And Craig, you are more than welcome to rebut this, but seriously, you'll probably look better if you act as though this post is not worth your time and attention as far as a response is concerned. Smiley  That is unless you'd like to post more Philly radio recollections, which I'd love to hear. Whatever the case, treat this as my opinion, not a f*cking kick in the balls.

Anyway, thanks guys, for your radio recollections, I really enjoyed reading 'em.

And why am I even writing this? I don't know, as I've only consumed one Jack Daniel's on the rocks this evening, so I can't blame lauding these radio recollections on inebriation.  It's gotta be because I was inspired by Jay, hopefully to help keep his comment "I have to say that this is one of the most interesting threads this board has had in years" going.




This thread was going along so well; it was honestly one of the best here in a long time. Why bring in negativity?
I kind of get his point. After reading the In Concert book, it really opened my eyes to how bad the group had it at a pivotal point in their history. You really can't downplay how bad they had it for a while. They really did make a serious effort effort to change their style. As much as I loved the book, I have to admit that it paints a rather tragic story of a band that made a brave effort, only to resign to the inevitable. I think I'm dangerously close to talking about the book in a negative way(something that I would never intentionally do), so I'll end it here.

I also see your point as well. I agree that a thread as great as this needs to have the least amount of negative energy possible.

Edit: Perhaps I need to learn to read every post before I spout nonsense and get egg on my face.  LOL
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« Reply #97 on: September 15, 2018, 10:07:26 AM »


This thread was going along so well; it was honestly one of the best here in a long time. Why bring in negativity?


I tried to make my post as balanced as possible, but it was essentially in reaction to some interesting and well stated non-negative posts from the guy who has consistently been responsible for spewing out negativity on this board for years, with an ultra-negative sig line, ďmyKe luHv, the most hated, embarrassing clown the world of music has ever witnessed.Ē Hell, we all know Mr. Love is far from perfect, but that posterís non-stop negativity has been irritating me for years, so I guess I had to make mention of something positive he posted that I found to be an interesting read, with GF part of that conversation.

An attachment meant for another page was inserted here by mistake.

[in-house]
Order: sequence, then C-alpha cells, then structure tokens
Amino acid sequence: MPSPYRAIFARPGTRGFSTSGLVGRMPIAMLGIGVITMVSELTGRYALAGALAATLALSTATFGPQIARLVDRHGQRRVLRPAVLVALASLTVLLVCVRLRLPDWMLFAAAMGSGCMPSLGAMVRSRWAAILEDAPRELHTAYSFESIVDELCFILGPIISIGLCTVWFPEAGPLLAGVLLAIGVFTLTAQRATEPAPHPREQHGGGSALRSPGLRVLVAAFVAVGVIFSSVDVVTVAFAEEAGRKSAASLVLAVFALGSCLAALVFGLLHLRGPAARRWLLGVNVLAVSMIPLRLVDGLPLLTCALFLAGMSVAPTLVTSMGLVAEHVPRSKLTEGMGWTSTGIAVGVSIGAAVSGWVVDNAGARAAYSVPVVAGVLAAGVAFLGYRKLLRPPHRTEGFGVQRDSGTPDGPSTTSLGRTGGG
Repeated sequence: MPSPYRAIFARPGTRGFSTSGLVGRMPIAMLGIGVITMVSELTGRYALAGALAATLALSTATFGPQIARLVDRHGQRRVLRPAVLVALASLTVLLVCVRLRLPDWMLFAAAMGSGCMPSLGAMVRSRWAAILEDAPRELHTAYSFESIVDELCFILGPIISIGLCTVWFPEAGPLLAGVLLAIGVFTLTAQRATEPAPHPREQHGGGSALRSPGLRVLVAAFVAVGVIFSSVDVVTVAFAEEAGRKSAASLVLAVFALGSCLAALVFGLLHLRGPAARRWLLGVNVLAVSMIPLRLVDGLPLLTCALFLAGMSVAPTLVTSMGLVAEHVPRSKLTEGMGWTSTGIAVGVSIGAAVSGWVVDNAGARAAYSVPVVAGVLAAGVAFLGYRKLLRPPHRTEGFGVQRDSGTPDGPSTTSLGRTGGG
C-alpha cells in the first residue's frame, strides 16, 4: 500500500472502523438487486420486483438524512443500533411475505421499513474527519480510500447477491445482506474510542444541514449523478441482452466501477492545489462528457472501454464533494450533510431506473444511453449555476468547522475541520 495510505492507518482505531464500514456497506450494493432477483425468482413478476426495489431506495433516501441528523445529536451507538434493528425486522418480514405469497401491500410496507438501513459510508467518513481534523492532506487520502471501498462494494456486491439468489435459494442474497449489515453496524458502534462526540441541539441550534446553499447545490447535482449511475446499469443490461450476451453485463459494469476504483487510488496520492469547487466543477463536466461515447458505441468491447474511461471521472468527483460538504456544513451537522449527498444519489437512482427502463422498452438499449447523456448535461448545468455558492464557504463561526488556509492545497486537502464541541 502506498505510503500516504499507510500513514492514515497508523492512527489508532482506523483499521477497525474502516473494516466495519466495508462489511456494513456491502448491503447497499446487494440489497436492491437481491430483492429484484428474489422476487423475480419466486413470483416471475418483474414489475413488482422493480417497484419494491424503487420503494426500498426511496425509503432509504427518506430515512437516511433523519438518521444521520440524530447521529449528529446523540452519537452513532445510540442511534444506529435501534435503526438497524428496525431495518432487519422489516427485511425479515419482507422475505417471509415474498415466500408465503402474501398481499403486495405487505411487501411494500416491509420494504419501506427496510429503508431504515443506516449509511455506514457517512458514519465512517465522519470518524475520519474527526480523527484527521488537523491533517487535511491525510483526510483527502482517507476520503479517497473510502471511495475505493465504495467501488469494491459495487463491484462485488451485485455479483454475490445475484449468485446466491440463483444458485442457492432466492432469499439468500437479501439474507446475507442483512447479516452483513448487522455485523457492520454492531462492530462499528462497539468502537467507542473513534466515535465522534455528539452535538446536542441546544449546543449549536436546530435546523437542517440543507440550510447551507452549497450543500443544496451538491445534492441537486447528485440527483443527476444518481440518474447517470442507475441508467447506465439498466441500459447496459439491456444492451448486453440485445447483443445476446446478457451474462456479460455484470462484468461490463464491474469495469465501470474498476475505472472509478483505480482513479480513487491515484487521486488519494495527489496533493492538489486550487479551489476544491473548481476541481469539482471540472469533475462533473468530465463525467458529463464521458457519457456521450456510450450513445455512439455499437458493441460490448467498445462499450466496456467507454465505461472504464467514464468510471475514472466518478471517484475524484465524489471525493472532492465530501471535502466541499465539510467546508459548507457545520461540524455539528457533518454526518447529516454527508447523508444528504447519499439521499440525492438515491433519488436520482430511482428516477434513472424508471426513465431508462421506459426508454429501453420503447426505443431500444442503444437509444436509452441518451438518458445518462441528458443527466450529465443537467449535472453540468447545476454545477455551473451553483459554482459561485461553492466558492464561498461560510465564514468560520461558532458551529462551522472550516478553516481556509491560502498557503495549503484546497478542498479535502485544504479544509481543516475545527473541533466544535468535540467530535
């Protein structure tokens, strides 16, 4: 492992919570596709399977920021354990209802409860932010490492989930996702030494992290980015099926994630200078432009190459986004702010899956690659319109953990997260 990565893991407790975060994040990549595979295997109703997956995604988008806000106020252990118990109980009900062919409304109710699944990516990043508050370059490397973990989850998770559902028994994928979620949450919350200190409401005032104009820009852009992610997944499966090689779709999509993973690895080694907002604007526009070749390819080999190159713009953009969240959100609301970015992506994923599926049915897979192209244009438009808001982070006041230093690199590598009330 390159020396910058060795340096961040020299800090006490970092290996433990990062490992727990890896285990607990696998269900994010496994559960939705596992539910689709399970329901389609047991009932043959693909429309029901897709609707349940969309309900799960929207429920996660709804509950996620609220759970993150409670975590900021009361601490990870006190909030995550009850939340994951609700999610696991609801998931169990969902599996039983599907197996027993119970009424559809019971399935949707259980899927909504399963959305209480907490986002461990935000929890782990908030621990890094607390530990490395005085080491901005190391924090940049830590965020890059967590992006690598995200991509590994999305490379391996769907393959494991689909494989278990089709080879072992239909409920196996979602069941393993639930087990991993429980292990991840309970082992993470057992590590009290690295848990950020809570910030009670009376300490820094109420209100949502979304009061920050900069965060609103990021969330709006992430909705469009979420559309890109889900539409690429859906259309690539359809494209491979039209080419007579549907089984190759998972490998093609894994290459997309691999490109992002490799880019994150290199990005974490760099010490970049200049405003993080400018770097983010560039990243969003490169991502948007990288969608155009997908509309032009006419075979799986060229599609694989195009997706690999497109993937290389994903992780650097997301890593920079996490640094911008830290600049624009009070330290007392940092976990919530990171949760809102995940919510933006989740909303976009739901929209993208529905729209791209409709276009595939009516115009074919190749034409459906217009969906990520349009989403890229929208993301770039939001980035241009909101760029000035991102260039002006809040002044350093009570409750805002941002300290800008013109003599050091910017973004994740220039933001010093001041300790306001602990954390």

In retrospect it may have been best to leave GF out of my reply, as he is, as stated, responsible for some highly interesting and well researched posts, but as many on this board are aware he is often considered a controversial figure in BB land, frequently arguing his point of view incessantly with a ďmy way or the highwayĒ frame of mind, along with appearing to be hyper-sensitive to criticism. So I was attempting to offer some unsolicited constructive criticism.

And Iím more than open to constructive criticism myself, in fact one of my recent posts contains the line, ďDonít screw up like I did.Ē


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« Reply #98 on: September 15, 2018, 10:14:12 AM »

Roger that. Just came across differently than you intended.
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« Reply #99 on: September 15, 2018, 02:11:53 PM »

Yeah, that's one of the disadvantages of a message board, as opposed to discussing stuff in person over a beer. For example, now rereading my post of last night I see how my statement "unfortunately (I just had to use that word, right?)" could be misconstrued as being confrontational, which was not my intent at all, as it was written with levity in mind, along the lines of my satirical lyrics for "While the Girls Sigh."